If you haven’t noticed, multi-touch is all the rage these days. From iPhone’s slick interface and gestures, to all the laptops and netbooks that are trying to get in on the game, not to mention Microsoft’s “subtle” approach to the issue with their Surface idea. Then there’s also multi-touch for desktops, and as always the case with any sort of rush to adopt new technology, most do it the wrong way — by adding multi-touch to the desktop monitor. Sure, it’s easy to slap a capacitive panel on an LCD and call it a day, but that’s not gonna work in the long run. How long do you think you can sit with your arm stretched all the way to the monitor (if you can even reach it comfortably), not to mention your hand obstructing the screen?
That’s why I’m glad to see that at least some people are still trying to think outside the box. Like take R. Clayton Miller for example, who came up with the 10/GUI concept multi-touch interface for a desktop. The idea in a nutshell is to separate the multi-touch surface from the screen and put it on the table in front of the user, like a keyboard or a mouse.
Multi-touch control surface
Right away this is smart in two ways: 1) it uses a familiar control metaphor — controlling the UI on screen through controllers on the table, instead of directly on the screen; 2) it puts the control surface in a comfortable location and without obstructing the screen. Read more »
The never-tiring folks at Mozilla are already hard at work on implementing multitouch events in Firefox. Felipe Gomes has posted a short demonstration of very cool multitouch capabilities via a few simple use cases. Here is the clip and a few words from the man himself.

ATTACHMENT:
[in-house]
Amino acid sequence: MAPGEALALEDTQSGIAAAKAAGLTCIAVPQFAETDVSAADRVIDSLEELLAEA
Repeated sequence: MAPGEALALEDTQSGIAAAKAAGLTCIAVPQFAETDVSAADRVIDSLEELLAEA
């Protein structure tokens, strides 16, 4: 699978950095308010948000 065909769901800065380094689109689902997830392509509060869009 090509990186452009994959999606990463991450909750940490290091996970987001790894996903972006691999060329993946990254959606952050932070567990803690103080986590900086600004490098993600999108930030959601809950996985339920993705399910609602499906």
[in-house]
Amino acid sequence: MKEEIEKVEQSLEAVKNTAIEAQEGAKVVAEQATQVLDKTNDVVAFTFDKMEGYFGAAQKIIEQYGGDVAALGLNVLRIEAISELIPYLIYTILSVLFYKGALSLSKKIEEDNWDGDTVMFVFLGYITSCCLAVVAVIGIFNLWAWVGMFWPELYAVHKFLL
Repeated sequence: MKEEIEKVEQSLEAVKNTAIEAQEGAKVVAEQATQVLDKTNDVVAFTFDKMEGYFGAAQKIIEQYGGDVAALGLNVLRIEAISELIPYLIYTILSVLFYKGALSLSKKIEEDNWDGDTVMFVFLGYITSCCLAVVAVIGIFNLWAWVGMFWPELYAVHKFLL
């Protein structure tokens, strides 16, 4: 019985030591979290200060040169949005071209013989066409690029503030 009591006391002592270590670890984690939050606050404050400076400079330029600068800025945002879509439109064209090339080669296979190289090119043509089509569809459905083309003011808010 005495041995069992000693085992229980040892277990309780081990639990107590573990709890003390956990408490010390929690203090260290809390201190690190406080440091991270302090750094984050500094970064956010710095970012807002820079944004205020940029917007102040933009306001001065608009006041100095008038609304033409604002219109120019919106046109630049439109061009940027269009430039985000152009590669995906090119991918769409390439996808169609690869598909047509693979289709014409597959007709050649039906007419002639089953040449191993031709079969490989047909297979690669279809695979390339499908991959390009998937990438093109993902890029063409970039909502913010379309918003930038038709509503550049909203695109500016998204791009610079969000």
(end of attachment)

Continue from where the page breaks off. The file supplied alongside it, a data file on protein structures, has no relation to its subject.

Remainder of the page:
We’re working on exposing the multitouch data from the system to regular web pages through DOM Events, and all of these demos are built on top of that. … We have three new DOM events (MozTouchDown, MozTouchMove and MozTouchRelease), which are similar to mouse events, except that they have a new attribute called streamId that can uniquely identify the same finger being tracked in a series of MozTouch events.
Read more »
This very useful tip was sent by Harsha Kotcherlakota to Lifehacker.com.
The idea is to set up tabs for Gmail and Google reader that will always be open, but with a few extensions will have minimal impact on the interface while providing the information relevant to each app (site). For a full guide see the link at the bottom, but here’s the gist of it.
Using the Better Gmail 2 add-on turn on unread count display in the favicon. Then get the Faviconize Tab and the PermaTabs Mod add-ons. The Faviconize add-on will add an option in the right-click menu of the tab to “Faviconize” it, i.e. remove the text and only leave the favicon visible. The PermaTab add-on gives you an option (right-click tab) to make a tab permanent. This will prevent it from accidently closing and will leave it on even after Firefox is closed (to close the tab you’ll need to “un-perma” it). And apparently permatabs don’t load their content until they’re first selected, in other words, this setup will not cause Firefox to load up 2 extra tabs every time you open it.
This is extremely useful. I check both gmail and reader multiple times a day but don’t like leaving them open all the time because the tabs take space, but with this I can have the best of both worlds.
[Original Lifehacker Post]